June 24, 2010

What You Need to Know about Declawing your Cat

Filed under: Declawing Cats — Dr. Amber Reed @ 6:14 pm

Some pet owners, when they first get a kitten, consider having their cats declawed.  After all, we already have our cats spayed or neutered in addition to shots and other treatments, but there are few treatments met with as much controversy as declawing.  Mainly, animal lovers feel that declawing is inhumane and even cruel and some countries have even banned the practice.  Before having your cat declawed, you should definitely consider the issue very seriously.

First of all, it is important to understand the purpose of the claws.  Through evolution, cats have developed claws to help them with climbing (and thereby avoiding danger), to defend against other animals, and of course to hunt for prey.  However, domestic cats often use their claws for inappropriate behaviors like scratching furniture, carpets, and draperies, not to mention scratching people.  It is also important to understand that a cat’s claws are actually a part of the paw, unlike human fingernails which grow over the finger.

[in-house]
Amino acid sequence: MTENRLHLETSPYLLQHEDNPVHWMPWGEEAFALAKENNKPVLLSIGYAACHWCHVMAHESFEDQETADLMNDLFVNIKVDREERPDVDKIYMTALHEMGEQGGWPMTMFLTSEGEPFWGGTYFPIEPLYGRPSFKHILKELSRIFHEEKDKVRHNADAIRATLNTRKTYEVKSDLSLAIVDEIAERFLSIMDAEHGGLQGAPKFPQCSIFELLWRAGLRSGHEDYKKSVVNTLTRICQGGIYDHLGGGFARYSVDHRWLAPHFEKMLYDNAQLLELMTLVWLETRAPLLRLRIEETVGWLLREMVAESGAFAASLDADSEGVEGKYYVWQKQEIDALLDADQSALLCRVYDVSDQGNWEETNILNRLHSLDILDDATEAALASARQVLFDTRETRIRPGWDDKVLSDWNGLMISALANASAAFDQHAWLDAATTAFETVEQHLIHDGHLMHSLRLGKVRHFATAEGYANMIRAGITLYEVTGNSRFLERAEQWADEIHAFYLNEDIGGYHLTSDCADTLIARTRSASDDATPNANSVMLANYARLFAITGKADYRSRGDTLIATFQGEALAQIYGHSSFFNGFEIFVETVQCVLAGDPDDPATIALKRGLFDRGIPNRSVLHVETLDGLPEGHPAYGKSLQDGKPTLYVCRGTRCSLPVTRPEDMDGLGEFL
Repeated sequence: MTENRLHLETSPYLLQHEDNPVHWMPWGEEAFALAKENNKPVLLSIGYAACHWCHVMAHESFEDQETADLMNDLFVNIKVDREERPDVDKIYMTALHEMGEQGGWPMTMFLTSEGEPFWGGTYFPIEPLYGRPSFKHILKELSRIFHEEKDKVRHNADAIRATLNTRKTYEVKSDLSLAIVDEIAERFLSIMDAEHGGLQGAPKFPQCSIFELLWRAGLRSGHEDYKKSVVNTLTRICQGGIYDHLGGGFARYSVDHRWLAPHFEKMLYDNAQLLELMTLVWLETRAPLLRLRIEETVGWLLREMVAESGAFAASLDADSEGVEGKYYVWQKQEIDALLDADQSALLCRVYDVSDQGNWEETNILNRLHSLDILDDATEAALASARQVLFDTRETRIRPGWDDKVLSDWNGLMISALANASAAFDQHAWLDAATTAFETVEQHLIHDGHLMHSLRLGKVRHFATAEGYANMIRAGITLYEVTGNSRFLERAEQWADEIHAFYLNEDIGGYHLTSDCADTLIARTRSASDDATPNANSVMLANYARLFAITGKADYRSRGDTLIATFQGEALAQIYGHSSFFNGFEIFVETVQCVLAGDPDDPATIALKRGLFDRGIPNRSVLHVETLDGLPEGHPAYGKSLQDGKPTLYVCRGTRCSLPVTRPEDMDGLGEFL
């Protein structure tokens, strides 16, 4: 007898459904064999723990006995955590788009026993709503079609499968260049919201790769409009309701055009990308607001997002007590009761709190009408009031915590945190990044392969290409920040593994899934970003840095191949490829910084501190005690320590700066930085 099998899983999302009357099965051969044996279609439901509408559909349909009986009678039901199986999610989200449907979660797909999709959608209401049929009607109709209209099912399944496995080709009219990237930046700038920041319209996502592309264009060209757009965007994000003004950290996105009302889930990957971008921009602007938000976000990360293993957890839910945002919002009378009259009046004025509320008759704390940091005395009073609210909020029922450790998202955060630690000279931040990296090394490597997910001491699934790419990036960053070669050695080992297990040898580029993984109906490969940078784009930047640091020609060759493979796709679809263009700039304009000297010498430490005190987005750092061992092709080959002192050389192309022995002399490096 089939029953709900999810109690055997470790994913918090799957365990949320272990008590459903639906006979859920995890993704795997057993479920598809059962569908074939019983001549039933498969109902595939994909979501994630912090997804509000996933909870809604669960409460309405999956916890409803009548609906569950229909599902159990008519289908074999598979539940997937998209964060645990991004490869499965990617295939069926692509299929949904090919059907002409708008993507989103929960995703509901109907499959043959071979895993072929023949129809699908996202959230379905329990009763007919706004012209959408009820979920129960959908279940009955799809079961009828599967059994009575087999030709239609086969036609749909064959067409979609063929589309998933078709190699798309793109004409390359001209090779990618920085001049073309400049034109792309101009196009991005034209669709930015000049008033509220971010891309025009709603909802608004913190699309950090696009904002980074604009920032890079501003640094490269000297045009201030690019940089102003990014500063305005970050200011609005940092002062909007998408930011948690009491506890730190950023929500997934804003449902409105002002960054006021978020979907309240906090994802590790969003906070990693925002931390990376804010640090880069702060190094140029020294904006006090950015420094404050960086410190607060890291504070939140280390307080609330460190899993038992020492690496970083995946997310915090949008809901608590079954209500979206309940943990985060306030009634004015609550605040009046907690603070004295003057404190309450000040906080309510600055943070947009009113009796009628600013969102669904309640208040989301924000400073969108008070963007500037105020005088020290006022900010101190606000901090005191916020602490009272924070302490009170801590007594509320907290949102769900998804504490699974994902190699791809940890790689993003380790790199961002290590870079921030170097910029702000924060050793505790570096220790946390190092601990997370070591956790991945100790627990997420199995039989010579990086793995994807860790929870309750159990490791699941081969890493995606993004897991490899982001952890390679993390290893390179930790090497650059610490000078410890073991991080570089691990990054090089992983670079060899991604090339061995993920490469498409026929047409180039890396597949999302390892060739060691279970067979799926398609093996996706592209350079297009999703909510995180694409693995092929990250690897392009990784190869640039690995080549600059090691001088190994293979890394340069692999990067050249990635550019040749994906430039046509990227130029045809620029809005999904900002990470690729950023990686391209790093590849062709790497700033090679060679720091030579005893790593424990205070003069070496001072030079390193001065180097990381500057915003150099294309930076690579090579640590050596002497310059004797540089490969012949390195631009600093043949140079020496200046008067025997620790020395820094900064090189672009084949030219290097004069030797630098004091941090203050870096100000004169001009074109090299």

The main reason people disagree with the practice of declawing is that cats without claws are defenseless.  It is felt that the procedure is in the best interests of the owner rather than the best interests of the cat.  More importantly, cat owners need to understand that declawing is actually a kind of amputation for cats that is very painful.

While you may consider declawing to be the only way to protect your furniture, the fact is that there are other things you can do.  Regularly trim your cat’s claws and ensure that you have a scratching post or another avenue for your cats to satisfy their desires to scratch.  Cats can be trained to scratch the posts exclusively meaning it is not absolutely necessary to declaw your cats.  Whatever you choose to do, you will have your reasons but most animal experts advise against declawing cats.

About Dr. Amber Reed

has written 281 posts in this blog.

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